• ...or something more sinister. I'd hate to see his site being flooded requests misinterpreted by the media as an attack.
  • Just because the statements made against Ellsburg back in the 70s were similar to those made against Wikileaks now doesn't infer that Wikileaks has the same moral high ground. Either Wikileaks' actions stand on their own merits, or they fail.

    Drawing a poor analogy: If I call someone a liar, it's not automatically a falsehood just because Joe Wilson called Barack Obama a liar a year or so ago. You have to look at the circumstances and evaluate whether the statements are true in each case.

  • by wonkavader (605434) on Wednesday December 08, 2010 @05:13PM (#34493868)

    "Daniel Ellsberg, who released the pentagon papers in 1971, has written an editorial on the subject..."

    The editorial was written by Michael Ellsberg, not Daniel Ellsberg, though it quotes Daniel Ellsberg.

    • Re: (Score:3, Informative)

      by Anonymous Coward

      Check out Daniel Ellsberg's site.
      http://www.ellsberg.net/archive/public-accuracy-press-release#more-451

      you'll find he's very much involved with the editoral posted above.

  • by Animats (122034) on Wednesday December 08, 2010 @05:17PM (#34493926) Homepage

    Assange is going to come out of this a hero. The "rape charge" is already falling apart. The press is now mostly supporting Assange. Give it a week, and there will be calls for resignations of some Government officials.

    Some of his opponents are already in trouble. One of the "commentators" calling for calling for Assange to be killed [upi.com] is now the subject of a complaint that he was inciting to commit murder.

    Meanwhile, Wikileaks [wikileaks.ch] remains online, and response times are good.

    • by Animats (122034) on Wednesday December 08, 2010 @05:33PM (#34494200) Homepage

      Some of the cables shed light on why closing down Guantanamo is so hard. The US has some captured Kuwaitis, and Kuwait doesn't want them back. [wikileaks.ch] Kuwaiti Minister of Interior Shaykh Jaber al-Khalid Al Sabah: "If they are rotten, they are rotten and the best thing to do is get rid of them. You picked them up in Afghanistan; you should drop them off in Afghanistan, in the middle of the war zone." About a group of Iranian drug smugglers the US had captured after their boat foundered, he said "God meant to punish them with death and you saved them. Why?"

      • by MartinSchou (1360093) on Thursday December 09, 2010 @04:24AM (#34498410)

        Why are drug smugglers being kept in Guantanamo? Wasn't that particular prison designed for highly dangerous terrorists? Drug smugglers aren't terrorists.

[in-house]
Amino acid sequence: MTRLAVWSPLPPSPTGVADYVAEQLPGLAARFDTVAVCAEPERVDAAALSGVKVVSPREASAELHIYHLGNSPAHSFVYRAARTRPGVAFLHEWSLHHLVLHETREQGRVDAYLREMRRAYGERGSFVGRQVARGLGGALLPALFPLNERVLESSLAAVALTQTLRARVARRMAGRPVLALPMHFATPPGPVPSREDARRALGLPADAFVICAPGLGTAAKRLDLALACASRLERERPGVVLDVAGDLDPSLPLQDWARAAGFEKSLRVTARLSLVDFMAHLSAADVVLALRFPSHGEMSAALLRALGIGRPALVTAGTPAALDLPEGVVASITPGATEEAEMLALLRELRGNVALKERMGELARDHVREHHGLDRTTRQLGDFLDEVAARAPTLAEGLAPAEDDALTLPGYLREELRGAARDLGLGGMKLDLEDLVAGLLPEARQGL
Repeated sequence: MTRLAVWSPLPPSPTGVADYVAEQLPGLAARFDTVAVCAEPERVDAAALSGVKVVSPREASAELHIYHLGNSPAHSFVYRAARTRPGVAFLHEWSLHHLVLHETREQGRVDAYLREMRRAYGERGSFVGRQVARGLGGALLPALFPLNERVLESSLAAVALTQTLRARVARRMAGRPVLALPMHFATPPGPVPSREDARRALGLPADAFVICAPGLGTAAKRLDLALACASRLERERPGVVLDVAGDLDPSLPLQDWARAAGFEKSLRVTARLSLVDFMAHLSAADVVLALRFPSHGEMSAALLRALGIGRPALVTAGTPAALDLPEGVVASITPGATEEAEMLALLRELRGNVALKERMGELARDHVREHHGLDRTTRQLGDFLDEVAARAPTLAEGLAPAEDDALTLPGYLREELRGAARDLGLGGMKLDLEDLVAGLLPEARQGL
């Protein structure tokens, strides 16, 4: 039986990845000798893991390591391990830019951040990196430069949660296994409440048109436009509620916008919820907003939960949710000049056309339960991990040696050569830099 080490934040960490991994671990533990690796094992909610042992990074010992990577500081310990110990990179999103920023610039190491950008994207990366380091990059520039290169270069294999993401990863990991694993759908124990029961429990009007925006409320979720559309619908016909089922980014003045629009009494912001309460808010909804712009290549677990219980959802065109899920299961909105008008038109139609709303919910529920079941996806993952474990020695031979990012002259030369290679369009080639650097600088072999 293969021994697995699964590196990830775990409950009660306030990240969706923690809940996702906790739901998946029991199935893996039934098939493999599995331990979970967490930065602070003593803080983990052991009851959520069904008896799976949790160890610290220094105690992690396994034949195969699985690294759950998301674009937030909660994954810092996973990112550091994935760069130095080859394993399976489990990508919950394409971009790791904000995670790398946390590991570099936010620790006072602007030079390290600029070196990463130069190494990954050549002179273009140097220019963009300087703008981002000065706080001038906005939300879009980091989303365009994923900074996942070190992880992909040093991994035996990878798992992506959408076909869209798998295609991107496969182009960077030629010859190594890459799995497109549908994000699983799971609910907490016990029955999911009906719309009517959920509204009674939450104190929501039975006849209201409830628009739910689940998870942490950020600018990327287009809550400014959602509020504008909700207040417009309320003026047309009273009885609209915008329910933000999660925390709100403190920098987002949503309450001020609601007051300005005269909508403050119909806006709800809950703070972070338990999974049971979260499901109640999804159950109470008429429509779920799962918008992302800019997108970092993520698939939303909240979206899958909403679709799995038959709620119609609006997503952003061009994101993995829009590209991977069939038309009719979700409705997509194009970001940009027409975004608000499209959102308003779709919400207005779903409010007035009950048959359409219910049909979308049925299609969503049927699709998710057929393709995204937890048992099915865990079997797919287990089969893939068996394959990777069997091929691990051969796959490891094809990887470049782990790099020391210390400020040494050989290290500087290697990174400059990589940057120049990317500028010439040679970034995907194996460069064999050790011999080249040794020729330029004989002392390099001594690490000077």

Now, one can argue that the drug trade funds terrorism, and that argument is being made quite a bit, but why not bring terrorism charges against every day US citizens buying and selling drugs then?

    • by dbIII (701233)

      The "rape charge" is already falling apart.

      It fell apart within the first few hours when the boss of the person that laid the charges came into work and dismissed the charges, but by then, ironically, they had been illegally leaked to the press. The charges been only been revived because it is politically convenient.

  • by Beryllium Sphere(tm) (193358) on Wednesday December 08, 2010 @05:18PM (#34493938) Homepage Journal

    The New York Times, after publishing the Pentagon Papers, did not have its bank accounts frozen. Their legal defense was able to proceed without losing their defense fund.

  • by anonicon (215837) on Wednesday December 08, 2010 @05:33PM (#34494194)

    Wow, interesting early comments. I remember the Pentagon Papers release (their release caused Nixon to go into a paranoid overdrive that resulted in Watergate) and the blowback it caused due to the government's lies.

    Frankly, the more secrets they release, the more transparent national leaders' lies will be to the public. That's not to say that's good or bad, it just is.

    As for being a traitor to America or Russia or the banking system, riiiiiight.

  • Different era (Score:5, Insightful)

    by JockTroll (996521) on Wednesday December 08, 2010 @05:36PM (#34494232)
    That was the Seventies. This is the 21st Century. Back then people rioted, now they keep their heads down. Nowadays, Ellsberg would be silenced, nobody would print his story, and he would have an international arrest warrant issued against him for, huh, farting without authorization. Welcome to the Age of the Wimp.
  • by Anonymous Coward on Wednesday December 08, 2010 @09:16PM (#34496304)

    When Lenin and his crowd of happy murderers took over Russia during WW1, the various Revolutionaries who started running the Russian foreign Service started publishing ALL of the Tsar's Diplomatic files.

    As the Tsar had been talking with everyone in Europe, Asia, and the Americas, his diplomats had sent home thousands of reports - polite and impolite, about all sides of the War, and how it all started.

    The diplomatic cr%p hit the fan, and outraged people and governments everywhere; it was one of the reasons President Wilson announced his policy of "Open Agreements, Openly Agreed to" as part of his peace plans.

    We've been here before, and we'll be here again. Diplomacy is about haggling with people you'd prefer to shoot, which results in agreements that everyone hates, but can't live without.

To restore a sense of reality, I think Walt Disney should have a Hardluckland. -- Jack Paar